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BUDGET 3 MARCH 2021 – Key points

Measures to mitigate the impact of Coronavirus

  • Extension of the Coronavirus Job Support Scheme (‘furlough payments’) to September 2021 across the UK, with employer contributions to salary from July
  • Fourth Self Employment Income Support Scheme grant covering February to April 2021 to claim from late April, similar to first three grants – and newly self-employed people who filed 2019/20 tax returns by 2 March may be eligible to claim for the first time
  • Fifth Self Employment Income Support Scheme grant covering May to September to be claimed from late July, varying in amount according to the fall in turnover during the pandemic
  • No further support announced for people working as directors through their own personal companies
  • 6-month extension of the £20 per week Universal Credit uplift, with an equivalent £500 grant to eligible Working Tax Credit claimants
  • Range of ‘Restart’ grants for businesses reopening after lockdown
  • Recovery Loan Scheme from 6 April 2021: government to guarantee 80% of eligible loans from £25,000 to £10 million to give lenders confidence to support UK businesses, with some other loan schemes coming to an end on 31 March 2021
  • Business rates holiday for eligible retail, hospitality and leisure premises in England continues for first 3 months of 2020/21, followed by a 66% discount for the rest of the year
  • 5% reduced rate of VAT for hospitality and leisure industry extended from 1 April to 30 September 2021, followed by 12.5% intermediate rate to 31 March 2022

Reliefs extended

  • Nil rate of Stamp Duty Land Tax on property transactions up to £500,000 extended from 31 March to 30 June 2021, with £250,000 threshold up to 30 September 2021
  • Duties on alcoholic drinks and fuel frozen for the second year running

Tax year 2021/22

  • Small increases in main Personal Allowance, Basic Rate Band and National Insurance thresholds confirmed, as already announced
  • Lifetime Allowance for tax-advantaged pension funds, Inheritance Tax nil rate band, Capital Gains Tax annual exempt amount, ISA subscription limits all frozen at 2020/21 levels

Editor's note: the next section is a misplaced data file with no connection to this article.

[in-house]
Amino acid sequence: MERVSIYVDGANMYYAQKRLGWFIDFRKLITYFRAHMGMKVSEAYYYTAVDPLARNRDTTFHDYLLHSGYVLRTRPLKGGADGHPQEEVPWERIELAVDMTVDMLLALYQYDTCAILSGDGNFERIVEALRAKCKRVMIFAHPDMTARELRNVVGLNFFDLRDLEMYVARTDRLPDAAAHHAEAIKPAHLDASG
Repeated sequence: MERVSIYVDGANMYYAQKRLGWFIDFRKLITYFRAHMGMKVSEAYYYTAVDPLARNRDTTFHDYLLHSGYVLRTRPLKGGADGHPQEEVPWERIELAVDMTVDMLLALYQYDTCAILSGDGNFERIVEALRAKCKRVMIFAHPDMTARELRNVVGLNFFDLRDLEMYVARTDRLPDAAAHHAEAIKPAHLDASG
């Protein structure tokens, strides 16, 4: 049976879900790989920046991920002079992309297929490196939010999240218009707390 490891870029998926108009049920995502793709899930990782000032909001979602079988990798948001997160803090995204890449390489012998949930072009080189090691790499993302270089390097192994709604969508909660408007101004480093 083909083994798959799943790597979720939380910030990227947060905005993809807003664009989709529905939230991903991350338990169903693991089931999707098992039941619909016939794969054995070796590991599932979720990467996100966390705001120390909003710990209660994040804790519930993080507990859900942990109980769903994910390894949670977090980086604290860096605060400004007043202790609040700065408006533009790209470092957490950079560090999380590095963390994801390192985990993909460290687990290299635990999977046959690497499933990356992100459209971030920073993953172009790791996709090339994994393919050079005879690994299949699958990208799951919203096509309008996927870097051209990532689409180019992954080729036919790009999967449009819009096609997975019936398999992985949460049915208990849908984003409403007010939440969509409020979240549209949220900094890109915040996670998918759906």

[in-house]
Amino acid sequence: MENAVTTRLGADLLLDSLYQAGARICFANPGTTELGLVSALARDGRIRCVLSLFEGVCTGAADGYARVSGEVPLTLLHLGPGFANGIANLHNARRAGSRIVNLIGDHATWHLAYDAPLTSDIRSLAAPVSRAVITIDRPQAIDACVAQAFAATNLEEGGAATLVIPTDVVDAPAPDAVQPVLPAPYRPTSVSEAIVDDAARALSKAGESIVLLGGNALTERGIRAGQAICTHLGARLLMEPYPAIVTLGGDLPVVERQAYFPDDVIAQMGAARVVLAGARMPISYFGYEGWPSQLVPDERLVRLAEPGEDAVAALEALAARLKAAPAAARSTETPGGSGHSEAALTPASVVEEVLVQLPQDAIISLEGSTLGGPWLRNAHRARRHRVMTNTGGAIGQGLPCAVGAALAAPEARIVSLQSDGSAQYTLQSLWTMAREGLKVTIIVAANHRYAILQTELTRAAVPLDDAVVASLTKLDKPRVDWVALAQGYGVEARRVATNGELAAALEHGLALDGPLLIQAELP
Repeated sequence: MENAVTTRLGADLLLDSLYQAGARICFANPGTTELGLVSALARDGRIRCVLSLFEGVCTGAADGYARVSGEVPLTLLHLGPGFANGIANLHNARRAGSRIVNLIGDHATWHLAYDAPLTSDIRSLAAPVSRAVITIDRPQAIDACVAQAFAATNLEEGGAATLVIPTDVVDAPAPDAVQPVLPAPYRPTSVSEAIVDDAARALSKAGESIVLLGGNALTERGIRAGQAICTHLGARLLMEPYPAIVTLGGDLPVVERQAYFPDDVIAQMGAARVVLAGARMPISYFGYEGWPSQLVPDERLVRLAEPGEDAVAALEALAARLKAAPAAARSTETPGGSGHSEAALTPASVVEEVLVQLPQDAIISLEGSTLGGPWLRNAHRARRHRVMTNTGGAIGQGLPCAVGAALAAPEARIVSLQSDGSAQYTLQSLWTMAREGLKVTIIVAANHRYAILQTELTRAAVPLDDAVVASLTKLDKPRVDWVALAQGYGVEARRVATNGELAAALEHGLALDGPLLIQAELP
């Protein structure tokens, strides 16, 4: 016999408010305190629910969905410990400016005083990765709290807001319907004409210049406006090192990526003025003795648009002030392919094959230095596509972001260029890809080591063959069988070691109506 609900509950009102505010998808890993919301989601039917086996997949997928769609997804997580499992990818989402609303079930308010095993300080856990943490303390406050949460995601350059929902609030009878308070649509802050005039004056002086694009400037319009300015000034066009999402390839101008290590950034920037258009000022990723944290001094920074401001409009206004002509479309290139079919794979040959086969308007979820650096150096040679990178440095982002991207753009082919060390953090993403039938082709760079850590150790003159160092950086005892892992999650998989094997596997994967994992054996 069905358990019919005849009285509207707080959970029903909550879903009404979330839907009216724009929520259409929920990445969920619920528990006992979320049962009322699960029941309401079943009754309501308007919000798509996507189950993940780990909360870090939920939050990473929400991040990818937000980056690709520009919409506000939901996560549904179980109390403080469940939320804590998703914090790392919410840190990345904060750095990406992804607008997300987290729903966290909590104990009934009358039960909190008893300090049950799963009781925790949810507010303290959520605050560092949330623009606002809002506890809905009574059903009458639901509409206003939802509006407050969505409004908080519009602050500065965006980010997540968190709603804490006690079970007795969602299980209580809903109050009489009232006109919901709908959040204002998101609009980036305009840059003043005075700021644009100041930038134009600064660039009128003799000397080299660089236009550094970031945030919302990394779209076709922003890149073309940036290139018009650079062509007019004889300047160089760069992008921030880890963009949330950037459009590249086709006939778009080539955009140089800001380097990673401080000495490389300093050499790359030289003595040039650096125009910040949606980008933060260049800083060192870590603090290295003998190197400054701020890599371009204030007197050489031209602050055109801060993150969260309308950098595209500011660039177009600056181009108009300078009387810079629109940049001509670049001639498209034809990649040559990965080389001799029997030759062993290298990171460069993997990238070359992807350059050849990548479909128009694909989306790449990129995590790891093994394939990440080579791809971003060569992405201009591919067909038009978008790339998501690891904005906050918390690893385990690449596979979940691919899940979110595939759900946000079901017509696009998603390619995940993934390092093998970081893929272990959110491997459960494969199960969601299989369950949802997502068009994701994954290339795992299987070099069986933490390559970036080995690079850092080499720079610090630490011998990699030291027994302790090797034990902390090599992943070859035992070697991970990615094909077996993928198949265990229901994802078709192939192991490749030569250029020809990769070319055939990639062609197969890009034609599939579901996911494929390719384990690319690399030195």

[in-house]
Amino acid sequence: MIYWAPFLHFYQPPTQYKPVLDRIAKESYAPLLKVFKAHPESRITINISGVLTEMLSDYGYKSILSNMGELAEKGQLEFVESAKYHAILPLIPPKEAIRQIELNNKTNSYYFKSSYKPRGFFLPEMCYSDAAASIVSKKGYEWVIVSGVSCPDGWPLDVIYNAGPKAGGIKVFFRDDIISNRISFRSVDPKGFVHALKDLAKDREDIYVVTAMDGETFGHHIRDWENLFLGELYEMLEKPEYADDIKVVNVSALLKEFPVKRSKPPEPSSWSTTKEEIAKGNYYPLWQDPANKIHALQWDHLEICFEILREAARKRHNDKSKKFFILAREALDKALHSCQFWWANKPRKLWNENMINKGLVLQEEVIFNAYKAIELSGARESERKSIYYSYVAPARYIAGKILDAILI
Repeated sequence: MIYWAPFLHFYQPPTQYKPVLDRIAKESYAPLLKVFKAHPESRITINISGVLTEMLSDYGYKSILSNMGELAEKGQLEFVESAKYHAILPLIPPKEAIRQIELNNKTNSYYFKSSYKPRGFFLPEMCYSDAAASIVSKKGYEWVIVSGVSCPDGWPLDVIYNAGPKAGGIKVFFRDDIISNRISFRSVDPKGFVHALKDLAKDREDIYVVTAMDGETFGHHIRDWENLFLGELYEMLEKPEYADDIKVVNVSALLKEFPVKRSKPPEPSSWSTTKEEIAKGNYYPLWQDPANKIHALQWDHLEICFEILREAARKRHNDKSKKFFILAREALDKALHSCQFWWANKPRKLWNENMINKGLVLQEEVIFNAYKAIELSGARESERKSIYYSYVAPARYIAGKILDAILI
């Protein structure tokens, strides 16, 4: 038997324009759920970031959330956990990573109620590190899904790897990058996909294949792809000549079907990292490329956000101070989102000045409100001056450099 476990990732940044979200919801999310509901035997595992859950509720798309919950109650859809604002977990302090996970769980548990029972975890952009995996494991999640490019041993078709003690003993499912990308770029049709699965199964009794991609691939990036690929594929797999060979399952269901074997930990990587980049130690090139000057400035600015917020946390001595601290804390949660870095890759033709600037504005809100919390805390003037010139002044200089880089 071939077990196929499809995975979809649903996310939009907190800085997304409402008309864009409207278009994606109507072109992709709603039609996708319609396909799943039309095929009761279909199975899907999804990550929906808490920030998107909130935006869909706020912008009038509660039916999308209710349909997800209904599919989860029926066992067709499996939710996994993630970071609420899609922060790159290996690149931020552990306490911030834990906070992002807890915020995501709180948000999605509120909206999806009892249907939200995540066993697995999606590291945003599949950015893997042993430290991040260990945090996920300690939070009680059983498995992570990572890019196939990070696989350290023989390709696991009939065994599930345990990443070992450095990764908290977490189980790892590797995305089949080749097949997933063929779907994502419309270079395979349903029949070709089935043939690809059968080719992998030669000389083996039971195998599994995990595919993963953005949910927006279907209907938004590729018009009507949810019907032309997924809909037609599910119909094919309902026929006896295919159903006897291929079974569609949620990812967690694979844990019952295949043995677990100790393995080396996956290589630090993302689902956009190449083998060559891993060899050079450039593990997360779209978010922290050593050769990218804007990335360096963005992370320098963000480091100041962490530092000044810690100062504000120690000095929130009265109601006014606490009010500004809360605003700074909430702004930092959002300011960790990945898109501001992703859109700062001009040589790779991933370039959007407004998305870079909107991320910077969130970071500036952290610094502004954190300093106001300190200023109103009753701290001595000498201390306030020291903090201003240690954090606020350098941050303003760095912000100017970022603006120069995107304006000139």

• No increase in CGT rates announced, contrary to some speculation in advance
  • Corporation Tax rate remains 19% until 31 March 2023
  • New ‘super-deduction’ for investment by companies: 130% of qualifying expenditure on general plant for two years from 1 April 2021 can be deducted from taxable profit (50% for ‘special rate’ assets, and cars are excluded)
  • Trading losses (up to £2 million) for companies and self-employed businesses to be carried back up to 3 years instead of the usual 12 months, making it possible to set current losses against pre-pandemic profits to obtain a repayment
  • Cap on Research and Development claims: payable tax credit not to exceed £20,000 plus three times PAYE & NIC liability 
  • No significant changes announced to ‘off-payroll working’ (IR35) rules, which will apply to large and medium-sized private sector employers from 6 April 2021, as previously announced

Tax measures coming into effect later

  • Personal allowances and income tax rate thresholds frozen at 2021/22 levels until the end of 2025/26
  • Lifetime Allowance for tax-advantaged pension funds, Inheritance Tax nil rate band and Capital Gains Tax annual exempt amount all frozen at their current levels until the end of 2025/26
  • VAT registration threshold fixed at current level of £85,000 until 31 March 2024
  • Corporation tax rate on profits over £250,000 to increase to 25% from 1 April 2023, with the current 19% rate applying to profits below £50,000 and a tapering calculation on profits between £50,000 and £250,000
  • Establishment of ‘Freeports’ enjoying significant tax breaks announced in 8 areas of England, with further areas to be discussed with devolved administrations

Covid-19 – Emergency measures announced

In the last few days, the Government has made major announcements about help for small businesses and individuals affected by coronavirus. Below is a summary of the significant points, although details are awaited as to how some of these schemes may be accessed.

The following measures were announced in the Budget and have not (to date) been updated.

    • Statutory Sick Pay (SSP) to be paid from the first day of absence, not the fourth, where people have the virus or have to self-isolate, or care for such people.
    • Support through Universal Credit and Employment and Support Allowance for self-employed people and others not entitled to SSP.
    • Full funding of the cost of two weeks’ SSP for small and medium-sized employers whose workers have claimed SSP as a result of coronavirus.
    • Businesses and self-employed individuals in financial distress will be able to negotiate ‘time to pay’ arrangements with HMRC without incurring late payment penalties.

At a press conference on Tuesday 17 March, the following additional measures were announced.

    • Any business that needs access to cash to pay their rent, salaries, suppliers, or to purchase stock, will be able to access a government-backed loan on “attractive terms” (which have not yet been specified).